Schneider v. Chipotle Mexican Grill, Inc., 013120 CANDC, 16-cv-02200-HSG

Docket Nº:16-cv-02200-HSG
Opinion Judge:HAYWOOD S GILLIAM, JR., United States District Judge
Party Name:MARTIN SCHNEIDER, et al., Plaintiffs, v. CHIPOTLE MEXICAN GRILL, INC., Defendant.
Case Date:January 31, 2020
Court:United States District Courts, 9th Circuit, Northern District of California
 
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MARTIN SCHNEIDER, et al., Plaintiffs,

v.

CHIPOTLE MEXICAN GRILL, INC., Defendant.

No. 16-cv-02200-HSG

United States District Court, N.D. California

January 31, 2020

ORDER GRANTING PRELIMINARY APPROVAL OF SETTLEMENT RE: DKT. NO. 205

HAYWOOD S GILLIAM, JR., United States District Judge

Pending before the Court is the unopposed motion for preliminary approval of class action settlement filed by Plaintiffs.1 Dkt. No. 205. The parties have reached a settlement regarding Plaintiffs' claims and now seek the required court approval. For the reasons set forth below, the Court GRANTS Plaintiffs' motion for preliminary approval of class action settlement.

I. BACKGROUND

A. Factual Background

Plaintiffs bring this consumer class action against Defendant Chipotle Mexican Grill, Inc. alleging that Defendant's “non-GMO” claims about its food products were false and misleading. See generally Dkt. No. 1 (“Compl.”). According to Plaintiffs, Chipotle consistently advertised its food products as “non-GMO” and “GMO free.” Id. ¶¶ 31-40. However, these claims were purportedly false, because as alleged, the meat and dairy products “are all sourced from animals that are fed with a genetically engineered or GMO derived feed, ” and the soft drinks contain corn syrup, a GMO. Id. ¶¶ 41-43. Plaintiffs contend that had they known of the “true character and quality of the ingredients, ” they would not have purchased, or would have paid less for, Chipotle's food products. Id. ¶ 49.

Based on those facts, the complaint asserts the following ten causes of action: (1) California's Consumer Legal Remedies Act, Cal. Civ. Code § 1750 et seq.; (2) California's False Advertising Law, Cal. Bus. & Prof. Code § 17500 et seq.; (3) California's Unfair Competition Law, Cal. Bus. & Prof. Code § 17200 et seq.; (4) Florida's Deceptive and Unfair Trade Practices Act, Fla. Stat. § 501.201 et seq.; (5) Maryland's Consumer Protection Act, MD. Code Ann. § 13-101 et seq.; (6) New York's Consumer Protection Statute, N.Y. Gen. Bus. Law § 349; (7) New York's False Advertising Law, N.Y. Gen. Bus. Law § 350 et seq.; (8) unjust enrichment; (9) misrepresentation; and (10) declaratory relief. Id. ¶¶ 69-146.

B. Procedural History

Plaintiffs Martin Schneider, Sarah Deigert, Theresa Gamage, Nadia Parikka, Laurie Reese, and Tiffanie Zangwill initially filed this action on April 22, 2016.2 See generally Compl. Defendant moved to dismiss the complaint, and the Court granted the motion in part and denied it in part on November 4, 2016. Dkt. No. 36. The Court granted Defendant's motion to dismiss Plaintiffs' claims for injunctive relief, but otherwise denied the motion. Id. Plaintiffs filed a motion seeking reconsideration of the Court's order dismissing injunctive relief, Dkt. No. 87, which the Court granted, Dkt. No. 136. The Court amended its previous ruling and denied Defendant's motion to dismiss Plaintiffs' claims for injunctive relief. Dkt. No. 136.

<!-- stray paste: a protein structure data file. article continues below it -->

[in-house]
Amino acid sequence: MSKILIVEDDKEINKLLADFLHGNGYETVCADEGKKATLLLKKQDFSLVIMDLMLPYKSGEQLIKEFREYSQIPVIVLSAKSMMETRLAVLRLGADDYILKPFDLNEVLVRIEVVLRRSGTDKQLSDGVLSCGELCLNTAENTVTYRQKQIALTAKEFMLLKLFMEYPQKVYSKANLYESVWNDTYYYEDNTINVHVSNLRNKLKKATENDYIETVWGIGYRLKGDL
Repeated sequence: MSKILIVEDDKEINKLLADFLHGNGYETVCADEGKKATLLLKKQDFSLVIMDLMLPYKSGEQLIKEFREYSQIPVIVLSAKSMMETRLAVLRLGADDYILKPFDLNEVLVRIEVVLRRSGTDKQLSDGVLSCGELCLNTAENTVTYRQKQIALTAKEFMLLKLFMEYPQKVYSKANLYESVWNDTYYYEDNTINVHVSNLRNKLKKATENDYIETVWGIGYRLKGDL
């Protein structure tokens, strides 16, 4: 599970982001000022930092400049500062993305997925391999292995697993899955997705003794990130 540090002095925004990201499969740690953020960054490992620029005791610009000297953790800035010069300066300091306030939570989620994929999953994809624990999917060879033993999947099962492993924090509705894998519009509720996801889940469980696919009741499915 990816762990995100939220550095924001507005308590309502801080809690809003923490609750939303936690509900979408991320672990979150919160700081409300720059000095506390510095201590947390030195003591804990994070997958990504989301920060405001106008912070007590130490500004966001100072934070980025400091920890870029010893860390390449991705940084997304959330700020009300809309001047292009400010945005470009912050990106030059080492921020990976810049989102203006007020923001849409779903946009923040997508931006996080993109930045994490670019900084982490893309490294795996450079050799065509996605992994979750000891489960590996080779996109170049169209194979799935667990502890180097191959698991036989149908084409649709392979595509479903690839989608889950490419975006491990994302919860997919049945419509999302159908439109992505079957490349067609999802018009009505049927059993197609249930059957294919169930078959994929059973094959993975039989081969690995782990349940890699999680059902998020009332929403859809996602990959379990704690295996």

On November 17, 2017, Chipotle filed a motion for summary judgment and Plaintiffs filed a motion for class certification. Dkt. Nos. 92, 95. The parties also filed their Daubert motions. Dkt. Nos. 100, 101, 117. On September 29, 2018, the Court denied Defendant's motion for summary judgment, granted Plaintiffs' motion for class certification, and denied both parties' Daubert motions. Dkt. No. 136. The Court certified the following three classes of consumers who purchased Defendant's products between April 27, 2015 and June 30, 2016 (the “Class Period”):

California: All persons in California who purchased Chipotle's Food Products containing meat and/or dairy ingredients during the Class Period.

Maryland: All persons in Maryland who purchased Chipotle's Food Products containing meat and/or dairy ingredients during the Class Period.

New York: All persons in New York who purchased Chipotle's Food Products containing meat and/or dairy ingredients during the Class Period.

Id. at 14, 30. The Court appointed Named Plaintiffs Schneider, Deigert, Gamage, and Parikka to represent the class and appointed their attorneys at Kaplan Fox as Class Counsel. Id. On October 15, 2018, Defendant filed a petition in the Court of Appeals for permission to appeal the Court's class certification order, and the petition was denied. Dkt. Nos. 137, 167.